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Rocket fuel: US Army expanding ammonium perchlorate sources for artillery

Aerojet Rocketdyne provides solid rocket motor boosters and other products for ‘hypersonic' weapons. (Aerojet Rocketdyne artist concept)

The US Army is in the midst of a massive effort to ramp up its production capacity for artillery, but will still have to contend with supply chains for the fuel that powers the in-demand rockets. Ammonium perchlorate (AP) – an oxidiser used in solid rocket fuels – is a crucial ingredient but can be difficult to source.

The number of approved sources for AP increased in recent years, US Office of the Secretary of Defense (OSD) spokesperson Jeff Jurgensen told Janes on 17 May. This comes as the demand for rockets in Ukraine has increased, and concerns about the supply chains for energetics materials have risen, experts said.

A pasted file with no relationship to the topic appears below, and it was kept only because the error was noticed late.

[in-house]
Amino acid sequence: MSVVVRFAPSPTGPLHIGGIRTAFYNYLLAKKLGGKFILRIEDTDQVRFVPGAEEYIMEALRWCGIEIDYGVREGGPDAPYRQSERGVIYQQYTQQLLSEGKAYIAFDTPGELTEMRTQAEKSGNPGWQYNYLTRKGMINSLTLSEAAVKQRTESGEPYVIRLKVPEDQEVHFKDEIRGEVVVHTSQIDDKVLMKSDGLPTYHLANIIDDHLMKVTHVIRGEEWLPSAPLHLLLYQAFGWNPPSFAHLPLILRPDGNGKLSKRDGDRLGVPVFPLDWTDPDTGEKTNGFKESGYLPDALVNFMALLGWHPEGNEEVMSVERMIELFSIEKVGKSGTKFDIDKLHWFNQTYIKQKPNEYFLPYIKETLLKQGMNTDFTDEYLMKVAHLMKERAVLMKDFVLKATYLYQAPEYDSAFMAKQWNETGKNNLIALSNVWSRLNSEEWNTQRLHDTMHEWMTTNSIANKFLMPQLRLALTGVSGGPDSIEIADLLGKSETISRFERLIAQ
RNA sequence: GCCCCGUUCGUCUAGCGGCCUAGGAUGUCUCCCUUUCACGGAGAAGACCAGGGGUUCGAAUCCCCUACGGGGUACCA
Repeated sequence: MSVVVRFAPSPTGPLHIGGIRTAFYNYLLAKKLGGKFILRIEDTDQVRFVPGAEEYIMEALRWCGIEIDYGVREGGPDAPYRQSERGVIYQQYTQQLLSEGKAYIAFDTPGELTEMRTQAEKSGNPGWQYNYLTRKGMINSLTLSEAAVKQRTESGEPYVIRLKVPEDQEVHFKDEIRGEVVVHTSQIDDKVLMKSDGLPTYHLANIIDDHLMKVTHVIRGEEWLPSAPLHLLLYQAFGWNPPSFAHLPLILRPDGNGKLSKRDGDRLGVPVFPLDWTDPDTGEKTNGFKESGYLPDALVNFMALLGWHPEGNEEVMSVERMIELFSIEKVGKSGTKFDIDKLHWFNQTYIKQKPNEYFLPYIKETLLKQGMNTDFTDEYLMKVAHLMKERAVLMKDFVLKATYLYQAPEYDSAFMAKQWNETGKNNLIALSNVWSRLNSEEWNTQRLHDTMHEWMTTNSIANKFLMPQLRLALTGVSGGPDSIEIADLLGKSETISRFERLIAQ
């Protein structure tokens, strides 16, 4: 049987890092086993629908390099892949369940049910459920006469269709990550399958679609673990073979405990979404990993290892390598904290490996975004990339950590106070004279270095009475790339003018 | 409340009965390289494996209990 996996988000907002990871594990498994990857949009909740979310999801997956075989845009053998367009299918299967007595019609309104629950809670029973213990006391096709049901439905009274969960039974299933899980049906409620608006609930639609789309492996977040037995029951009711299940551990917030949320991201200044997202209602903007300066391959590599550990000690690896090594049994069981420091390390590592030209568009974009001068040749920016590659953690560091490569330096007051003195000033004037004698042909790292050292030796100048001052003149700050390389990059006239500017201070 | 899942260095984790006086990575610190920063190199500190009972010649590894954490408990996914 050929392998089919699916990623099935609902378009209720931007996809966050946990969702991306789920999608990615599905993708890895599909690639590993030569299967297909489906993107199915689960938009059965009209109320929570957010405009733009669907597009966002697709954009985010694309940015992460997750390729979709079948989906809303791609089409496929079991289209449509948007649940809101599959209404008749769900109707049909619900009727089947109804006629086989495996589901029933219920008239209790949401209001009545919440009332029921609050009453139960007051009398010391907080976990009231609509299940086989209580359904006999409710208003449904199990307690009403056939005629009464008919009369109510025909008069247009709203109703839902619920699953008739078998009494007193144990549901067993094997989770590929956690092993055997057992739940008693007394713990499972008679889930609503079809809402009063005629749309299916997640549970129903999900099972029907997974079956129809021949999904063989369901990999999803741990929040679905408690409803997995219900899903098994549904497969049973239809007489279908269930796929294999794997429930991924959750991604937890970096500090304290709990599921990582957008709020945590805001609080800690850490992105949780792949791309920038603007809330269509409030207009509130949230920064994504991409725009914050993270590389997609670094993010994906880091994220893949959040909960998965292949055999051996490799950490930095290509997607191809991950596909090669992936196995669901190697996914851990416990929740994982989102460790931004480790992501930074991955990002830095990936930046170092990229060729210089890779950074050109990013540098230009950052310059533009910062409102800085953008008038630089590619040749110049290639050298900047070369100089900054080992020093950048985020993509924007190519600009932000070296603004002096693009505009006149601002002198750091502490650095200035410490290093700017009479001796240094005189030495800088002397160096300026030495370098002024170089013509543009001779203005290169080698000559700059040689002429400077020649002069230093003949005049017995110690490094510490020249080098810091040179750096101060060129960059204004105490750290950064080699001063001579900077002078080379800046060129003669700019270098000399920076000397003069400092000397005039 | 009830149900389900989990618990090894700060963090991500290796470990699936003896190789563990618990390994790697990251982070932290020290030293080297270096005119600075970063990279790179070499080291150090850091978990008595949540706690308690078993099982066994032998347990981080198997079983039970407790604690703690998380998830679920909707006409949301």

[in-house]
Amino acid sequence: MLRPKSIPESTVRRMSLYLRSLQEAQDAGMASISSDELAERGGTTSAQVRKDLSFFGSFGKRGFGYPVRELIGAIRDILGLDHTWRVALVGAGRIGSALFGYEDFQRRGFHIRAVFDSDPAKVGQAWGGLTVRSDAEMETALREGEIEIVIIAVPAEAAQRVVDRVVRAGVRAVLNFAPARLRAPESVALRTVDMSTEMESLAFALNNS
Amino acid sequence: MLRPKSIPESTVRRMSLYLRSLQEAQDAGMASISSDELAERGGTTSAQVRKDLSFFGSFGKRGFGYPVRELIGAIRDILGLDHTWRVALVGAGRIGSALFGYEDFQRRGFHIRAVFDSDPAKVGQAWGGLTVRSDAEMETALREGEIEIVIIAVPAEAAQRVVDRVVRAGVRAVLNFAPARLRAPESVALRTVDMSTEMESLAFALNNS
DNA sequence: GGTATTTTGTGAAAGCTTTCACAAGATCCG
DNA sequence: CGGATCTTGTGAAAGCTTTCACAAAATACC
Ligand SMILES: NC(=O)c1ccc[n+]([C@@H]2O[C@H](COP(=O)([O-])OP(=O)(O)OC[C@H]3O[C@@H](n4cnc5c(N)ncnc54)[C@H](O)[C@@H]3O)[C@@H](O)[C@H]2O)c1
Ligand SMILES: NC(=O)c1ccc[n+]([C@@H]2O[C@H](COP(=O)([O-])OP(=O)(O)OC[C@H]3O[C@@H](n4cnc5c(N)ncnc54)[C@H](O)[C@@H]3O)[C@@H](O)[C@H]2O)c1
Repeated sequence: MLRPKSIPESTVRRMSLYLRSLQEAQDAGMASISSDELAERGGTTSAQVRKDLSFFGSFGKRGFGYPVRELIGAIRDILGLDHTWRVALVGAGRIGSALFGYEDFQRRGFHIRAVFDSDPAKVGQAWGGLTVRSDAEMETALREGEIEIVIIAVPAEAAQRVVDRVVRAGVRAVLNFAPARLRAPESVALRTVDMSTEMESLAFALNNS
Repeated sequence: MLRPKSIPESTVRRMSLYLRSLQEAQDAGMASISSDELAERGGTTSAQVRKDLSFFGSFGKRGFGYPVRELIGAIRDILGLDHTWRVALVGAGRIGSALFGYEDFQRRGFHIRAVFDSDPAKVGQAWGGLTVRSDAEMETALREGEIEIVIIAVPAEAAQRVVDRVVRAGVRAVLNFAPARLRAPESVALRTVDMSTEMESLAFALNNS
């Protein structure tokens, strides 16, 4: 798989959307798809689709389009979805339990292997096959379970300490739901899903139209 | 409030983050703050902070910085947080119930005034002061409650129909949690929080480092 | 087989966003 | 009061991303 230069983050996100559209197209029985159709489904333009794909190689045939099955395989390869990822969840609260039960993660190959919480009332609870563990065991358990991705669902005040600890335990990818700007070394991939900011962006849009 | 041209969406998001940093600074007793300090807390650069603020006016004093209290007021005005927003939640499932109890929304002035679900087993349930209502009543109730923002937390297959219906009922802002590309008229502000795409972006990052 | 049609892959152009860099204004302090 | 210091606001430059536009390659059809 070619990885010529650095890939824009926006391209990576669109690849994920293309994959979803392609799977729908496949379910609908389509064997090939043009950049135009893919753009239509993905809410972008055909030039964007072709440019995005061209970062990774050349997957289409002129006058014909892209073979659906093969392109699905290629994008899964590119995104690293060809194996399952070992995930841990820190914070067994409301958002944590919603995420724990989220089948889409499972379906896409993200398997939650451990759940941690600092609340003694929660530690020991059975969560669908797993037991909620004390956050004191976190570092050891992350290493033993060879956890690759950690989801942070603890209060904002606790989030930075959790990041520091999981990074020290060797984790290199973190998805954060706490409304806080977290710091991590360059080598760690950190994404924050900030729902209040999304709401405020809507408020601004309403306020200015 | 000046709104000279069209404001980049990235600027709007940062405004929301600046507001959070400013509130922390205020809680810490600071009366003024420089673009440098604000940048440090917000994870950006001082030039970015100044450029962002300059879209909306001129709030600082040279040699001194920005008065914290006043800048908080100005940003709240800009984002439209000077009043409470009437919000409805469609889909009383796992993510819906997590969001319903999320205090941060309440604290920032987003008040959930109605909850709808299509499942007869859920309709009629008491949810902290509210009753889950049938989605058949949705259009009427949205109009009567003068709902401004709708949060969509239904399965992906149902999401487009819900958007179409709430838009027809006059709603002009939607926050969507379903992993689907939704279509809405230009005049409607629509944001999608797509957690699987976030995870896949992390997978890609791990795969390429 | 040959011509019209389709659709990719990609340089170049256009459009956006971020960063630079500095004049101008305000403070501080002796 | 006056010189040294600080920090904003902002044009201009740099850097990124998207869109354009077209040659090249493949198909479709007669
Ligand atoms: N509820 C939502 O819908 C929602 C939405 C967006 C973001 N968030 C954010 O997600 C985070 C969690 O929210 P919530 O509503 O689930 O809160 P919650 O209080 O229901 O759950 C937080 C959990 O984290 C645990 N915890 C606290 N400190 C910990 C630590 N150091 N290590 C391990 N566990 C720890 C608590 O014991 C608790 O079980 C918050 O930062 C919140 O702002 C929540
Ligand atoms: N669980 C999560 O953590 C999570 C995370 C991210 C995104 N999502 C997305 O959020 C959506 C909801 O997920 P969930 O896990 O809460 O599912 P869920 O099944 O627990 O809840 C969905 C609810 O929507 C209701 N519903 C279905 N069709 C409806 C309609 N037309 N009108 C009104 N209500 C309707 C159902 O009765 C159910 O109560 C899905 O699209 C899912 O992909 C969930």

Earlier there was only one Department of Defense (DoD)-approved source of grade 1 AP (AP1) in the US, according to a report from the DoD Office of Inspector General (DoD IG) published in July 2020. AP1 is used in weapons employed by the army's Guided Multiple Launch Rocket System (GMLRS), for example. DoD IG said AP1 is used in 16 weapons in total across the DoD.

The tier-one rocket suppliers, ATK Launch Systems – which has since been acquired by Northrop Grumman – and Aerojet Rocketdyne, subcontracted AP1 from the American Pacific Corporation (AMPAC), previously the only DoD-approved domestic source of AP. When asked if the company subcontracted AP1 from AMPAC, Aerojet Rocketdyne referred Janes to the Pentagon.

Each programme in the DoD qualifies its own vendors to meet the requirements, Jurgensen said. Northrop Grumman Space Systems was qualified by a laboratory in 2021 to provide AP1, giving the US two domestic sources for AP.

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